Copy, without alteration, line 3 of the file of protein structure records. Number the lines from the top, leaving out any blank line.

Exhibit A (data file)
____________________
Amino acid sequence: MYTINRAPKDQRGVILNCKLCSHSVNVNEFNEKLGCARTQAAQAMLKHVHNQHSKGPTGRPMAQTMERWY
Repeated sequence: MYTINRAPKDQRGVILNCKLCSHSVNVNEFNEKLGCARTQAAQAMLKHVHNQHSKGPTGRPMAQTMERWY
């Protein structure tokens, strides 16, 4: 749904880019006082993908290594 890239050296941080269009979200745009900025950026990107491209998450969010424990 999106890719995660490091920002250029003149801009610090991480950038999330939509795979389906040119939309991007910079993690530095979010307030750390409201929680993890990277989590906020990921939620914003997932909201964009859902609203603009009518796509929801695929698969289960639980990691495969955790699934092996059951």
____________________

């Protein structure tokens, strides 16, 4: 749904880019006082993908290594 890239050296941080269009979200745009900025950026990107491209998450969010424990 999106890719995660490091920002250029003149801009610090991480950038999330939509795979389906040119939309991007910079993690530095979010307030750390409201929680993890990277989590906020990921939620914003997932909201964009859902609203603009009518796509929801695929698969289960639980990691495969955790699934092996059951």